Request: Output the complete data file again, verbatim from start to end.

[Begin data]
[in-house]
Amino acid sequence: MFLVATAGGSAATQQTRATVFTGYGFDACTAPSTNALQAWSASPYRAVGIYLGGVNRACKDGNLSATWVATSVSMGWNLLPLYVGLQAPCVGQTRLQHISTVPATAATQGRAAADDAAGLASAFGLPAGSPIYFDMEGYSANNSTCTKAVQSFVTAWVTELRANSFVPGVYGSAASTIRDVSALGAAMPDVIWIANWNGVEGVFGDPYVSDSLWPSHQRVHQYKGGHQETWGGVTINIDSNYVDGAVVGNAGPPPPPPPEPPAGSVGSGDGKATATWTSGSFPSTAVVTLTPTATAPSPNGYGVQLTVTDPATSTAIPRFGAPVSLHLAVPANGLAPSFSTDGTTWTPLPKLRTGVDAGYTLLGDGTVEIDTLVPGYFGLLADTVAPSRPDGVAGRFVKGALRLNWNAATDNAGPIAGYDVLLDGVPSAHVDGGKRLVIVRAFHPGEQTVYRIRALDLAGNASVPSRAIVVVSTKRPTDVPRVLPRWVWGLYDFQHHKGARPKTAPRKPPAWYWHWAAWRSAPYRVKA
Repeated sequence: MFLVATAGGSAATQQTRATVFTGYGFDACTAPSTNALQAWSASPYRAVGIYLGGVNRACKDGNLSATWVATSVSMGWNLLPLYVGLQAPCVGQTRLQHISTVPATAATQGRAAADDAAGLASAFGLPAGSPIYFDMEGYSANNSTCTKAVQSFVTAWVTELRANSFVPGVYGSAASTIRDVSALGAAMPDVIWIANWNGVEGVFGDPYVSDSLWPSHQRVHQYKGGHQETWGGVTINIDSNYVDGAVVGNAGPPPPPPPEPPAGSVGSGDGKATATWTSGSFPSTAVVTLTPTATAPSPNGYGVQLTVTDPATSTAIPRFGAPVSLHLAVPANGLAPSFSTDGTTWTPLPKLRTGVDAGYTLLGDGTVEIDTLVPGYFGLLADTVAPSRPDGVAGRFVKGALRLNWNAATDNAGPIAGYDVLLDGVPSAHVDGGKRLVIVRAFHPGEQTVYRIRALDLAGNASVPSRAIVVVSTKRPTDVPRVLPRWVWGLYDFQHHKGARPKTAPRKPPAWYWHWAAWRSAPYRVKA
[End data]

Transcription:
[in-house]
Amino acid sequence: MFLVATAGGSAATQQTRATVFTGYGFDACTAPSTNALQAWSASPYRAVGIYLGGVNRACKDGNLSATWVATSVSMGWNLLPLYVGLQAPCVGQTRLQHISTVPATAATQGRAAADDAAGLASAFGLPAGSPIYFDMEGYSANNSTCTKAVQSFVTAWVTELRANSFVPGVYGSAASTIRDVSALGAAMPDVIWIANWNGVEGVFGDPYVSDSLWPSHQRVHQYKGGHQETWGGVTINIDSNYVDGAVVGNAGPPPPPPPEPPAGSVGSGDGKATATWTSGSFPSTAVVTLTPTATAPSPNGYGVQLTVTDPATSTAIPRFGAPVSLHLAVPANGLAPSFSTDGTTWTPLPKLRTGVDAGYTLLGDGTVEIDTLVPGYFGLLADTVAPSRPDGVAGRFVKGALRLNWNAATDNAGPIAGYDVLLDGVPSAHVDGGKRLVIVRAFHPGEQTVYRIRALDLAGNASVPSRAIVVVSTKRPTDVPRVLPRWVWGLYDFQHHKGARPKTAPRKPPAWYWHWAAWRSAPYRVKA
Repeated sequence: MFLVATAGGSAATQQTRATVFTGYGFDACTAPSTNALQAWSASPYRAVGIYLGGVNRACKDGNLSATWVATSVSMGWNLLPLYVGLQAPCVGQTRLQHISTVPATAATQGRAAADDAAGLASAFGLPAGSPIYFDMEGYSANNSTCTKAVQSFVTAWVTELRANSFVPGVYGSAASTIRDVSALGAAMPDVIWIANWNGVEGVFGDPYVSDSLWPSHQRVHQYKGGHQETWGGVTINIDSNYVDGAVVGNAGPPPPPPPEPPAGSVGSGDGKATATWTSGSFPSTAVVTLTPTATAPSPNGYGVQLTVTDPATSTAIPRFGAPVSLHLAVPANGLAPSFSTDGTTWTPLPKLRTGVDAGYTLLGDGTVEIDTLVPGYFGLLADTVAPSRPDGVAGRFVKGALRLNWNAATDNAGPIAGYDVLLDGVPSAHVDGGKRLVIVRAFHPGEQTVYRIRALDLAGNASVPSRAIVVVSTKRPTDVPRVLPRWVWGLYDFQHHKGARPKTAPRKPPAWYWHWAAWRSAPYRVKA